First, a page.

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|Articles - November 2011|
|Wednesday, October 19, 2011|
Page 3 of 6
That’s a lot of experience to share. Others in the group bring experience of a different variety. When Geoloqi co-founders Amber Case and Aaron Parecki were first researching the business end of their shared obsession for location tracking, they traveled from Portland to the Silicon Valley, staying with “random people we met through the Internet,” in Case’s words. They nearly ran out of money but kept the trip going by winning coding contests.
The technology platform that enabled them to win forms the foundation of Geoloqi. Their company has raised $350,000 from local investors such as MergerTech CEO Nitin Khana, former Reliable Remodelers CEO Eric Doebele, Nitin Rai of First Insight and Kanth Gopalpur of Monsoonworks. They also scored a residency at the Portland Incubator Experiment office space provided by Wieden+Kennedy in the Pearl District.
Sheetal Dube works out of a similar space on the other side of downtown Portland, at the Portland State University Business Accelerator. A working mom with a background in user experience consulting, Dube won the top prize in the Portland Startup Weekend contest in April 2011. Her young business, AudioName, enables people to record the pronunciation and roots of their names for online profiles. As is the case with many tech startups, her company’s purpose may not seem immediately obvious to the layperson — until you consider the 7 billion people on the planet with names, and the importance in business and life of getting names right. “It seems like a small idea but look at the scale,” Dube says. “The fact that I could make a small difference to a large number of people, that for me was the hook.”
Once hooked, she began to hook others. The judges at startup weekend convinced her to quit her job and go for it, and she did. The support of the seed fund and its associated contacts validated her choice, and enabled her to bring in contract engineers. “We’ve all gone out and hired people and stimulated the economy,” she says. Eventually her business could prove a tempting target for a social media giant such as LinkedIn. Or it could fizzle, as so many tech startups do. Regardless of the outcome, Dube says she has no regrets.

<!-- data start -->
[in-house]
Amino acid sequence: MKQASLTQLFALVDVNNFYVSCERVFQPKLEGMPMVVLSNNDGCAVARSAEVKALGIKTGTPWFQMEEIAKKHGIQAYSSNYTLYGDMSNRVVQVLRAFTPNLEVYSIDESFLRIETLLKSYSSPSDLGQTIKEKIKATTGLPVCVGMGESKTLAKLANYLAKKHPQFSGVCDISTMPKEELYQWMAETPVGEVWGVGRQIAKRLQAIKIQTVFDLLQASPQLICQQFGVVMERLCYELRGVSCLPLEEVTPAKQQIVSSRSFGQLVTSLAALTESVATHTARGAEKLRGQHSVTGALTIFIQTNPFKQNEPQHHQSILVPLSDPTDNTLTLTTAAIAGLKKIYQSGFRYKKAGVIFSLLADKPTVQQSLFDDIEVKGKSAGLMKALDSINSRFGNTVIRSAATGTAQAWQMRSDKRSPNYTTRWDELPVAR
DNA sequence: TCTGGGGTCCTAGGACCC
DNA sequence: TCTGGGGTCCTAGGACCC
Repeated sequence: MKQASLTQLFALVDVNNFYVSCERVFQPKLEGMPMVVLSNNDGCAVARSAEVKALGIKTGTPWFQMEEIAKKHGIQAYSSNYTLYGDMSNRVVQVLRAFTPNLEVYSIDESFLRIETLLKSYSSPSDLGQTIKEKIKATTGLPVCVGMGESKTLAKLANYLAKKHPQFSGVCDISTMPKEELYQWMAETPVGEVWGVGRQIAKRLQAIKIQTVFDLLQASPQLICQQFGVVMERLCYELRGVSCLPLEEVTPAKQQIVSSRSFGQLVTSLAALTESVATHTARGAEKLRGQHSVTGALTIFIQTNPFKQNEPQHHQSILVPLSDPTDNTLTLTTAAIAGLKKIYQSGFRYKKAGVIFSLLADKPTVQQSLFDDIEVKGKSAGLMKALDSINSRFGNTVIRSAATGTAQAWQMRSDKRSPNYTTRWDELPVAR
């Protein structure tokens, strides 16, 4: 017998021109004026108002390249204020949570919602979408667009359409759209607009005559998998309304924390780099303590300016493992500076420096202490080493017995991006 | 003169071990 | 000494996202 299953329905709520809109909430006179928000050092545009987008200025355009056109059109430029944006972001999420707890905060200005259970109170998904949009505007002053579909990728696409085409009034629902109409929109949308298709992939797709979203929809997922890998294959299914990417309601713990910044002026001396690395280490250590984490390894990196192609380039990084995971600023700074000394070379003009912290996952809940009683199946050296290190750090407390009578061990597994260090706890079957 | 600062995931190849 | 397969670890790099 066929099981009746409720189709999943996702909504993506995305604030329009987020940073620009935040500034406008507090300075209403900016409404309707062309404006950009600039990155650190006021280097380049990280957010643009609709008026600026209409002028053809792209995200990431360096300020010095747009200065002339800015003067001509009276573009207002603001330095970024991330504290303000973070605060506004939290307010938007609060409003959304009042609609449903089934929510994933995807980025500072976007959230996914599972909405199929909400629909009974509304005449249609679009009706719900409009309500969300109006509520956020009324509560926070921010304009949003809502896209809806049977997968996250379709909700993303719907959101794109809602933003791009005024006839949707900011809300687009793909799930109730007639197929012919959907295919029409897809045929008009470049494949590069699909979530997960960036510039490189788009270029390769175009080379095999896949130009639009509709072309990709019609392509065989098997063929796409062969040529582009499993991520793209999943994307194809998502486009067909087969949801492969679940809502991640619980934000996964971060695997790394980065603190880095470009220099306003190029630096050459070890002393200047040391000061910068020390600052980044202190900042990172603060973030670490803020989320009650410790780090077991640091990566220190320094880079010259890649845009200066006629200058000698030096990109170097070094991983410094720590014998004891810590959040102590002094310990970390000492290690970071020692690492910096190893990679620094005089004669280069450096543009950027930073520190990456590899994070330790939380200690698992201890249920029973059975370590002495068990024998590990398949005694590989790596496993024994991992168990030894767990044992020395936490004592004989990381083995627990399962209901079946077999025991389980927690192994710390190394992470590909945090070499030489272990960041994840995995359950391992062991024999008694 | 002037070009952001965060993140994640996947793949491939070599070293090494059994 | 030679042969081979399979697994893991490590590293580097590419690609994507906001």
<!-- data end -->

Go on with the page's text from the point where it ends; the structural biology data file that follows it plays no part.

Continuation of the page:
Thursday, July 31, 2014
BY MARY SPILDE | OB GUEST CONTRIBUTOR
Faced with the aftermath of the “great recession,” increasing concern about the environment and dwindling family wage jobs, we have some very important choices to make about our future.
Friday, August 15, 2014
In this week's poll, we asked readers: "Who should pay for the troubled Cover Oregon website?" Here are the results.
Tuesday, August 19, 2014
BY TOM COX | OB BLOGGER
Tom Cox interviews Steve Balzac, author of "Organizational Psychology for Managers."
Monday, June 30, 2014
Oregon Business magazine won two silver awards for excellence in writing in the National American Society of Business Publication Editors Western region competition.
Monday, August 25, 2014
BY JASON NORRIS | OB GUEST BLOGGER
Ferguson Wellman’s investment views on the economy and capital markets.
Tuesday, July 08, 2014
BY LINDA BAKER | OB EDITOR
The New Yorker recently published a sharply worded critique of “disruptive innovation,” one of the most widely cited theories in the business world today. The article raises questions about the descriptive value of disruption and innovation — whether the terms are mere buzzwords or actually explain today's extraordinarily complex and fast changing business environment.
Update: We caught up with Portland's Thomas Thurston, who shared his data driven take on the disruption controversy.
Monday, July 14, 2014
BY TERRY "STARBUCKER" ST. MARIE
I really didn’t know that much about angel investing, but I did know a lot about the entrepreneurial spirit.
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